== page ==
GNU tar: an archiver tool

FTP release, version 1.12, 24 April 1997

Melissa Weisshaus, Jay Fenlason,
Thomas Bushnell, n/BSG, Amy Gorin


Clustering many options, the last of which has an argument, is a rather opaque way to write options. Some wonder if GNU getopt should not even be made helpful enough for considering such usages as invalid.


Beware that if you precede options with a dash, you are announcing the short option style instead of the old option style; short options are decoded differently.


Before GNU tar version 1.11.6, a bug prevented intermixing old style options with mnemonic options in some cases.


There are plans to merge the cpio and tar packages into a single one which would be called paxutils. So, who knows if, one of this days, the --version would not yield `tar (GNU paxutils) 3.2'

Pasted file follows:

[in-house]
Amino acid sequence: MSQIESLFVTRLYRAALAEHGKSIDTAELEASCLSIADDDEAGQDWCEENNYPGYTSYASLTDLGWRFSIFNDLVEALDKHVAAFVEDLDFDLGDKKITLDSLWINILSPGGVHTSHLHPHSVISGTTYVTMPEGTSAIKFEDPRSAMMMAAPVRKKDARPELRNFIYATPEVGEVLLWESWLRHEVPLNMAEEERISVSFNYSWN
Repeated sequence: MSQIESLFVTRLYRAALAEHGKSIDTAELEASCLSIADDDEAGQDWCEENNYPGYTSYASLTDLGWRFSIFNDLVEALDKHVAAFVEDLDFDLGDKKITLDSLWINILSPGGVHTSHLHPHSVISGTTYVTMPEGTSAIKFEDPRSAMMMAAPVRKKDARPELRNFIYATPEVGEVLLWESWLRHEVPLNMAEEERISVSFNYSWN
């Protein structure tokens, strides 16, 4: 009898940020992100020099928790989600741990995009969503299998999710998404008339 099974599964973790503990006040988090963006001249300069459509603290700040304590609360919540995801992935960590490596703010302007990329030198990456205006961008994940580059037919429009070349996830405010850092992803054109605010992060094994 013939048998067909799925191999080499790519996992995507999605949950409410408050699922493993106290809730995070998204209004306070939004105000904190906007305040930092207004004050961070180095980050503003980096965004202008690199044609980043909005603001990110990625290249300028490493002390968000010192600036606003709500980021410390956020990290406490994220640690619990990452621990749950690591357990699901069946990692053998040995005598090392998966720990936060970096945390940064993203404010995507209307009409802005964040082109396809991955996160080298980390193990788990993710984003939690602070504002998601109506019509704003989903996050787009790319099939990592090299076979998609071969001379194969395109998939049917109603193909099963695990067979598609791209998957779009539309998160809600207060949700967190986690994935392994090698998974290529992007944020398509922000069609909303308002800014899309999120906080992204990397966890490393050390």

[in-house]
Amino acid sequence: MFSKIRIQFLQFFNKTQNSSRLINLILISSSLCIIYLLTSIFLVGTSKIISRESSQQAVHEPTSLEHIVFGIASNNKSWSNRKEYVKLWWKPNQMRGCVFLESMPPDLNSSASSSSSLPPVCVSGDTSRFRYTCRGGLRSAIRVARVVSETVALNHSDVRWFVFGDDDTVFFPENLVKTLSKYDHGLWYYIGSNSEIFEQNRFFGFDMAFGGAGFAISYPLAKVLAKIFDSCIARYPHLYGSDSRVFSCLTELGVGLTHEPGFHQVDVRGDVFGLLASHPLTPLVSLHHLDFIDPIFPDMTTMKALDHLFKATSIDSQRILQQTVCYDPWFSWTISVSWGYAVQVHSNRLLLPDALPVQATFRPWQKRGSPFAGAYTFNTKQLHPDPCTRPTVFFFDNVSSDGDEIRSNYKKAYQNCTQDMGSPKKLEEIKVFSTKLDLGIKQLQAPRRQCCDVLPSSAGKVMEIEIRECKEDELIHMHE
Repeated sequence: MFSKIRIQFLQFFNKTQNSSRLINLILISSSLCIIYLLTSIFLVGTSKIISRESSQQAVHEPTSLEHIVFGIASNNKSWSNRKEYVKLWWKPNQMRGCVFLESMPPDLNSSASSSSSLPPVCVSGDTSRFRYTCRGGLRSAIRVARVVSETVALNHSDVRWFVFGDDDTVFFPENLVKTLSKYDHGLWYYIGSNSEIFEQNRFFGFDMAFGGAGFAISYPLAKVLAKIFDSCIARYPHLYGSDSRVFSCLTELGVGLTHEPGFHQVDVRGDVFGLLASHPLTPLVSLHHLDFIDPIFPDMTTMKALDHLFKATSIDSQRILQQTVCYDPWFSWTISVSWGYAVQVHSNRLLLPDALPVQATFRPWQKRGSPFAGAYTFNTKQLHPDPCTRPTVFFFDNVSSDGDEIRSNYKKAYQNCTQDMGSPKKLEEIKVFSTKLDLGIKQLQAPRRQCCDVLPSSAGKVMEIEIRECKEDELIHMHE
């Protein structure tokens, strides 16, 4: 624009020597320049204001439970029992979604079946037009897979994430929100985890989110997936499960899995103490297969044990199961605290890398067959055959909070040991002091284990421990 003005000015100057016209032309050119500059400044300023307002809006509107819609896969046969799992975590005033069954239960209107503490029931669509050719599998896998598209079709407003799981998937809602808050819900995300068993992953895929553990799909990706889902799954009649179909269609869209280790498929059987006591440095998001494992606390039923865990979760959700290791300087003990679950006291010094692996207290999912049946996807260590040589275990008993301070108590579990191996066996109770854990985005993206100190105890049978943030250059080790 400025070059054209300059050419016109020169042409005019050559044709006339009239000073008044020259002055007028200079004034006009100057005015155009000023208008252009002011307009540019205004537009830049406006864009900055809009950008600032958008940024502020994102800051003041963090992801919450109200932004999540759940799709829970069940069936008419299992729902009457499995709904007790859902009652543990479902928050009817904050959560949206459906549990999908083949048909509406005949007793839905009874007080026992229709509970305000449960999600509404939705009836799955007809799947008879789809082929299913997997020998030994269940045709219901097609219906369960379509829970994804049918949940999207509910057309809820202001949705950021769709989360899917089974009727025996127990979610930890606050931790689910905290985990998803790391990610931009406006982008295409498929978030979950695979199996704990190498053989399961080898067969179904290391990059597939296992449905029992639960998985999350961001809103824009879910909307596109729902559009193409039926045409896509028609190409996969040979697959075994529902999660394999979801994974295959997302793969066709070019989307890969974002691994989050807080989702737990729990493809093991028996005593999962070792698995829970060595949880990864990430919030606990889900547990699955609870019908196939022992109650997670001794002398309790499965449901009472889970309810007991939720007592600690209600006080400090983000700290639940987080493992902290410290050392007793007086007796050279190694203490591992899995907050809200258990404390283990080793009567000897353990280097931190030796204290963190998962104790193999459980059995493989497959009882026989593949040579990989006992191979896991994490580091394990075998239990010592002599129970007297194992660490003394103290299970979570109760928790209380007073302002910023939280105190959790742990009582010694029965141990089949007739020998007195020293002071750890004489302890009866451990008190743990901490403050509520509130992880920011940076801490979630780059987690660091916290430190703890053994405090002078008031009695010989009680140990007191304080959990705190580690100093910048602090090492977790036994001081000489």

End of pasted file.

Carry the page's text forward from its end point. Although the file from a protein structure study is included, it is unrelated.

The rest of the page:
This is well described in Unix-haters Handbook, by Simson Garfinkel, Daniel Weise & Steven Strassmann, IDG Books, ISBN 1-56884-203-1.


Well! We should say the whole truth, here. When --sparse (-S) is selected while creating an archive, the current tar algorithm requires sparse files to be read twice, not once. We hope to develop a new archive format for saving sparse files in which one pass will be sufficient.


Previous versions of tar used full regular expression matching, or before that, only exact string matching, instead of wildcard matchers. We decided for the sake of simplicity to use a uniform matching device through tar.

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